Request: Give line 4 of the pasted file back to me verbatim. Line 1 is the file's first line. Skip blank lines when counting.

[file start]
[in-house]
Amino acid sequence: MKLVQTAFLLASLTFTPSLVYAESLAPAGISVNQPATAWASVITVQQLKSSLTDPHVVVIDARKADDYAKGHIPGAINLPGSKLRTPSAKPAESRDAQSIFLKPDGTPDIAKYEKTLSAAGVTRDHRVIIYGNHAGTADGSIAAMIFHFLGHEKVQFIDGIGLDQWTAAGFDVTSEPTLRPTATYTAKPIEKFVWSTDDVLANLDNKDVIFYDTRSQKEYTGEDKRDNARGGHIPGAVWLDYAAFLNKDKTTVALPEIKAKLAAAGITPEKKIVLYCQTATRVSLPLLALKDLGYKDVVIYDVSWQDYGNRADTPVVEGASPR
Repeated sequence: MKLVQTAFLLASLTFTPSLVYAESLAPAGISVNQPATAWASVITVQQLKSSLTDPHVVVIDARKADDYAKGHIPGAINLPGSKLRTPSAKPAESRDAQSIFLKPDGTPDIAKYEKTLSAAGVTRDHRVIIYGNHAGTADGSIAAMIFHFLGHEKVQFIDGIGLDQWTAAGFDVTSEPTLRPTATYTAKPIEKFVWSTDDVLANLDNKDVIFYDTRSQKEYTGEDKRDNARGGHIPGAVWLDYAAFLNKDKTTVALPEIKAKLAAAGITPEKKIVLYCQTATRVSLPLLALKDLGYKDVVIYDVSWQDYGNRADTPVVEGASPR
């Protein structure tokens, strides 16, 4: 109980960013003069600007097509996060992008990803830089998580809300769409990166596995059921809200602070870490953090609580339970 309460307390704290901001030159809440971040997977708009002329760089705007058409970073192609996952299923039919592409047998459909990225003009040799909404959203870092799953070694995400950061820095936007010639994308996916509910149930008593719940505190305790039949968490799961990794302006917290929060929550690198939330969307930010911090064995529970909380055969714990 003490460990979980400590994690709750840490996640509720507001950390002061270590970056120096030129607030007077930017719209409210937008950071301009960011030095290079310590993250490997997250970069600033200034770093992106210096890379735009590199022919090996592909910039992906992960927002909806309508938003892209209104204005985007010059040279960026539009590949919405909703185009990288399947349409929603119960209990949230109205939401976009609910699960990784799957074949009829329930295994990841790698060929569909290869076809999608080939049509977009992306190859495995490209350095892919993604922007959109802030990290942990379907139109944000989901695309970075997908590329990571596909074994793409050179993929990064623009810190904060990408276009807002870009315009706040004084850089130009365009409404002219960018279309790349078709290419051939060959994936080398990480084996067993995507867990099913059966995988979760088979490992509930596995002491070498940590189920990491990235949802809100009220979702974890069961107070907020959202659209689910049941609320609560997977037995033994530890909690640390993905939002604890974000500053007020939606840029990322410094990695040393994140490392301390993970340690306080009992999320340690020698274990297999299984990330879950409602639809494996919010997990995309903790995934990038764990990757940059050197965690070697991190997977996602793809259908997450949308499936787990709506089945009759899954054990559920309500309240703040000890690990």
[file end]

């Protein structure tokens, strides 16, 4: 109980960013003069600007097509996060992008990803830089998580809300769409990166596995059921809200602070870490953090609580339970 309460307390704290901001030159809440971040997977708009002329760089705007058409970073192609996952299923039919592409047998459909990225003009040799909404959203870092799953070694995400950061820095936007010639994308996916509910149930008593719940505190305790039949968490799961990794302006917290929060929550690198939330969307930010911090064995529970909380055969714990 003490460990979980400590994690709750840490996640509720507001950390002061270590970056120096030129607030007077930017719209409210937008950071301009960011030095290079310590993250490997997250970069600033200034770093992106210096890379735009590199022919090996592909910039992906992960927002909806309508938003892209209104204005985007010059040279960026539009590949919405909703185009990288399947349409929603119960209990949230109205939401976009609910699960990784799957074949009829329930295994990841790698060929569909290869076809999608080939049509977009992306190859495995490209350095892919993604922007959109802030990290942990379907139109944000989901695309970075997908590329990571596909074994793409050179993929990064623009810190904060990408276009807002870009315009706040004084850089130009365009409404002219960018279309790349078709290419051939060959994936080398990480084996067993995507867990099913059966995988979760088979490992509930596995002491070498940590189920990491990235949802809100009220979702974890069961107070907020959202659209689910049941609320609560997977037995033994530890909690640390993905939002604890974000500053007020939606840029990322410094990695040393994140490392301390993970340690306080009992999320340690020698274990297999299984990330879950409602639809494996919010997990995309903790995934990038764990990757940059050197965690070697991190997977996602793809259908997450949308499936787990709506089945009759899954054990559920309500309240703040000890690990």